One Pump Court: Landmark decision bars UK’s Rwanda policy

16 Nov 2023

In a historic judgment the Supreme Court upheld the Court of Appeal’s ruling that Rwanda is not a ‘safe third country’ for asylum seekers sent from the UK for determination of their claims. The case challenged the government’s policy of sending asylum-seekers to Rwanda, asserting that it is unlawful due to serious deficiencies in Rwanda’s asylum system that put them at risk of being returned to a country where they would face ill treatment.

The Supreme Court, agreeing with the Court of Appeal, concluded that there are substantial grounds for believing that individuals removed to Rwanda face a real risk of ill treatment. This is because there is a real risk that Rwanda will not determine their asylum claims properly and, as a result, will return them to a country of origin where their life or freedom is threatened.

The decision stands as a firm assertion that sending asylum seekers to Rwanda under the current circumstances is in violation of the prohibition of refoulement – a principle enshrined in the Refugee Convention of 1951, as well as in other international treaties such as the United Nations Convention against Torture and Other Cruel, Inhuman or Degrading Treatment or Punishment of 1984 and the United Nations International Covenant on Civil and Political Rights of 1966.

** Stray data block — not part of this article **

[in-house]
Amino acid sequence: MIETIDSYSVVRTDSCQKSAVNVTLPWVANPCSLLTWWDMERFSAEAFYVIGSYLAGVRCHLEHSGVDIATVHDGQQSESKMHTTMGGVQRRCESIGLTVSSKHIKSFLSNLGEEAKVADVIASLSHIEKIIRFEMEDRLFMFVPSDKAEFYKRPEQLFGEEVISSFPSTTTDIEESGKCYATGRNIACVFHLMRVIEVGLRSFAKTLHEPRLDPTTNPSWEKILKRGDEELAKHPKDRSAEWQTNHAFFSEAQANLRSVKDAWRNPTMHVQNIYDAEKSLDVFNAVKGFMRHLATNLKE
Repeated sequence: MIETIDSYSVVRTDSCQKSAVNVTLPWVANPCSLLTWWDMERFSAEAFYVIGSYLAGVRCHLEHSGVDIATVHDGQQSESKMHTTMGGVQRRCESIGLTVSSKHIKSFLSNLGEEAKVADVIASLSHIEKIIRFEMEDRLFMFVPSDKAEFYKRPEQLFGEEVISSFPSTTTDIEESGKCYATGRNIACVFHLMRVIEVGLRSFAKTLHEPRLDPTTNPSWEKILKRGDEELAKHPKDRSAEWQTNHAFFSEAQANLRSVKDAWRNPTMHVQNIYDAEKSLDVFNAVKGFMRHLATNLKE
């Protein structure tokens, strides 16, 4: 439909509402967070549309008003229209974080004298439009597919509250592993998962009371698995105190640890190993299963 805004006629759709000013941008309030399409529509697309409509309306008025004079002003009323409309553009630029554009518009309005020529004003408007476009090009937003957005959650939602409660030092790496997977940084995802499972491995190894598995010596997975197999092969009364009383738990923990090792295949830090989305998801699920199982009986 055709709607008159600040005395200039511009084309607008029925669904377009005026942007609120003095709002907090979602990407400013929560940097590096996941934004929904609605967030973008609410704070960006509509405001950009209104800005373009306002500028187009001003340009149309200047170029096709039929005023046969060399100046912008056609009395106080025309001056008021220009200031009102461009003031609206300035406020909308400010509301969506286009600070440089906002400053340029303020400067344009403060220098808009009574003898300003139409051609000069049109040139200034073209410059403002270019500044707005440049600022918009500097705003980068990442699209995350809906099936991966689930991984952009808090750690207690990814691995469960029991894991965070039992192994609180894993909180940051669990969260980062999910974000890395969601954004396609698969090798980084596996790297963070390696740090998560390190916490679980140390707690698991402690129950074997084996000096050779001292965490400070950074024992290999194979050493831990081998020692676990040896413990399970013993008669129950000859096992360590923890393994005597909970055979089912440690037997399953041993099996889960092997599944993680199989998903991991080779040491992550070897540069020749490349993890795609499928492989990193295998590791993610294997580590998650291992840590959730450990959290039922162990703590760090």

The Court gave particular weight to evidence presented by the United Nations High Commissioner for Refugees (UNHCR), citing its status, expertise, and experience in relation to Rwanda’s asylum system. UNHCR’s findings played a pivotal role in affirming the existence of significant defects in that system, contributing to the overall strength of the case against the government’s policy.

In conclusion, the Supreme Court acknowledged the potential for structural changes and capacity-building in Rwanda’s asylum system to eliminate risks for asylum seekers in the future. However, it firmly held that such changes were not demonstrated to be in place at the time when the lawfulness of the policy was under consideration. This decision stands as a testament to the UK’s obligations to uphold asylum seekers’ rights and prevent the direct or indirect expulsion of vulnerable individuals to countries where they face persecution and ill-treatment.

David Chirico acted for UNHCR, with Angus McCullough KC, Laura Dubinsky KC, Agata Patyna, Jennifer MacLeod, George Molyneaux and Joshua Pemberton, instructed by Joanna Ludlam at Baker McKenzie. Ben Bundock acted in the UNHCR team in the Divisional Court. All UNHCR’s counsel and solicitors acted pro bono.

Angelina Nicolaou represented claimant ASM along with Sarah Dobbie, led by Richard Drabble KC and Leonie Hirst, instructed by Jed Pennington of Wilsons Solicitors, London.


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